After yesterdays orgy of films in the Best Picture Showcase, it was time for a little palate cleaning with a new release that won’t be nominated for anything next year. That does not mean that it is worthless but it does mean that this movie is designed only to be consumed and disposed of like the popcorn you should be overdosing on while it plays out in front of you. Kevin Costner has always been a favorite of mine, and although he has gone out of vogue a bit, he appears to be enjoying a renaissance. This is the second of three movies that he has out in the first four months of the year and the second one where he is playing spy games.
When the movie starts you might be tempted to laugh immediately. Two of the characters that the CIA is going after are codenamed “The Wolf” and “The Albino”. I expected Clint Eastwood to show up and he and Costner to scale a mountain in the alps. This just sounded like stereotypically cliched writing from a 1970s spy film. When Amber Heard show up repeatedly in black leather or latex, like some dominatrix that walked in out of a Roger Moore 007 outing, it was even more embarrassing. I began to wonder if people had lost any sense of reality and what century we are in. There is an effective shoot out to begin the movie, but the exterior of the hotel did make it look like an abandoned area of Serbia, which given the technical credits would not be surprising.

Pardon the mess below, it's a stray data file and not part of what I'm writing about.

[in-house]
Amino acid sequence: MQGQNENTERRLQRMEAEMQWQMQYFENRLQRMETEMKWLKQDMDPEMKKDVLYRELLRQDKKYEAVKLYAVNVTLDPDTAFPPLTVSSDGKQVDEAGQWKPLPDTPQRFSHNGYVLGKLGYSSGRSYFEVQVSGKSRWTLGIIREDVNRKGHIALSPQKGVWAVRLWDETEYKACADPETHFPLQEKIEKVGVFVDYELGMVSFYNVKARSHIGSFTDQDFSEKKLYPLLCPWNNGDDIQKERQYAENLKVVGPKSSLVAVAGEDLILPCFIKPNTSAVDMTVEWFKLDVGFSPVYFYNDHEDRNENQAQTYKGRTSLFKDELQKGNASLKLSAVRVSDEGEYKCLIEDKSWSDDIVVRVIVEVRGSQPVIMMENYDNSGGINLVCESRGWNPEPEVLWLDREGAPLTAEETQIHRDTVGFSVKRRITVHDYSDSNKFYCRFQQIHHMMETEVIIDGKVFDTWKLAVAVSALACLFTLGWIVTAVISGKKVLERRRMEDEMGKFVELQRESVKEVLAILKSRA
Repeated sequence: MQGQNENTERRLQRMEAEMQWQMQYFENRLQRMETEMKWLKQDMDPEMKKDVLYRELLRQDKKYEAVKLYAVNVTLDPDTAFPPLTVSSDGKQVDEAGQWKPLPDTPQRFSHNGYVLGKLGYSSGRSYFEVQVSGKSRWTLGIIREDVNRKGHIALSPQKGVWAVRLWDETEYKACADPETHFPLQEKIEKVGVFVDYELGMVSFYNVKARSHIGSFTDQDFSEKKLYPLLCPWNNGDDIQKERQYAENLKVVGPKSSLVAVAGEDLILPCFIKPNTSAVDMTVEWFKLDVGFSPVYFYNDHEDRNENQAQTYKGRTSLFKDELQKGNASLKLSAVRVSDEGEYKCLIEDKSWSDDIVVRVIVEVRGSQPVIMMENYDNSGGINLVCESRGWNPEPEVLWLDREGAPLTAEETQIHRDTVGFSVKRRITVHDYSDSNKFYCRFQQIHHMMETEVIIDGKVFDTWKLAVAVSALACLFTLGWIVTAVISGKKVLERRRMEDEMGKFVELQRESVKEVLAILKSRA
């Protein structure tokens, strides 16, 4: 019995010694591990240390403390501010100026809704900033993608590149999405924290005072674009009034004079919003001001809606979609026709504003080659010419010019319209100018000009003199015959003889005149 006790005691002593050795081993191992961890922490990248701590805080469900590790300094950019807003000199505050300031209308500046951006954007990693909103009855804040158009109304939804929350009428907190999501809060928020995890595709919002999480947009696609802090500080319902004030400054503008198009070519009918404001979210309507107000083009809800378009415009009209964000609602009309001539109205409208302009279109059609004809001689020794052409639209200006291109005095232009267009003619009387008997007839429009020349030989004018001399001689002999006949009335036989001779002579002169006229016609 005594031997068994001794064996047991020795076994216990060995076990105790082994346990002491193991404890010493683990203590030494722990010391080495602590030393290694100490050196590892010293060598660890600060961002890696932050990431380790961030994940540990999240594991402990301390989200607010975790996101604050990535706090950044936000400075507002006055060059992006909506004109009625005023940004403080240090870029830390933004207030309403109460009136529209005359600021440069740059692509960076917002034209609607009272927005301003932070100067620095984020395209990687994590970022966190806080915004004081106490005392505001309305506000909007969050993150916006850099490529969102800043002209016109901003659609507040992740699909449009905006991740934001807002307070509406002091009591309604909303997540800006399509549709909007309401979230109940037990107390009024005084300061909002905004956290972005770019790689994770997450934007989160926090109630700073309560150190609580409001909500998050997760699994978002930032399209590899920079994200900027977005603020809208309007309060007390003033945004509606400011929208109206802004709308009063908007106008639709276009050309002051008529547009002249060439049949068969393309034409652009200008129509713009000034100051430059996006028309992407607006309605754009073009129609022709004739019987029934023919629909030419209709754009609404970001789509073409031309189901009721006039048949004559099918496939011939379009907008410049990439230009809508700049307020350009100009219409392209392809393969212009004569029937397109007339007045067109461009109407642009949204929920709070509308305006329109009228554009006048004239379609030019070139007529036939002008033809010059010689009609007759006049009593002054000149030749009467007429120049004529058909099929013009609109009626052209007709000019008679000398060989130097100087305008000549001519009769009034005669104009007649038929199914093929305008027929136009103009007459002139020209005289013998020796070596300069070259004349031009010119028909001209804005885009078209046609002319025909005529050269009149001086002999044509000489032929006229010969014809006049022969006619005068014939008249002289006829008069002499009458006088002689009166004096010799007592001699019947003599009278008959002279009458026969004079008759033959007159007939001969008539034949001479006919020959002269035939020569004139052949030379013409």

As it turns out, the film is a bit of a comedy spy film. They try to play most of the explosions, chases and shootouts straight, but every now and then, Costner’s character makes contact with an opposition counterpart and a relationship begins to form. It is a little one sided but it works to make this a different kind of movie. The character of Ethan Renner is motivated by a different type of ticking clock and it is not just the bad guys he has to tangle with. He is trying to reconnect with his daughter Zoey, played by Hailee Steinfeld, from the “True Grit” remake back in 2010. She is a little older now and works well as the antipathetic and somewhat estranged child of a spy. It turns out that the nut does not fall far from the tree when it comes to the truth department.
The most satisfying element of the film takes place when our hardened spy takes on punks that are in over their depth. Four young men on the brink of drug induced date rape get the sort of ass kicking that every father would like to inflict on someone who dares to even look sideways at his princess. He suckers some professionals with a doorstop and simply displays a gun as a way of coping with some bouncer types at an underground rave. The laws of France appear to be a little to liberated from my point of view when it comes to your personal property, but Ethan manages to negotiate a sticky situation with his apartment in a manner that lets us know that even though he is a bad ass, he is not really a bad man.
Three or four times in the story, a convenient kryptonite moment shows up to make a conventional action scene a little more unique. It was actually annoying the last time it was used and it only exists there to give Amber Heard’s character one more thing to do during the story. The plot elements building a bond between father and daughter don’t go to the extremes of having her put in personal jeopardy by the villain, that was a change that I appreciated. The romantic interludes between attractive but older actors are told without the graphics that would turn younger viewers off, and the settings in Paris, make the film feel a little more familiar but still with an exotic locale. No one will remember this for long but it is enjoyable for as long as you sit in the theater.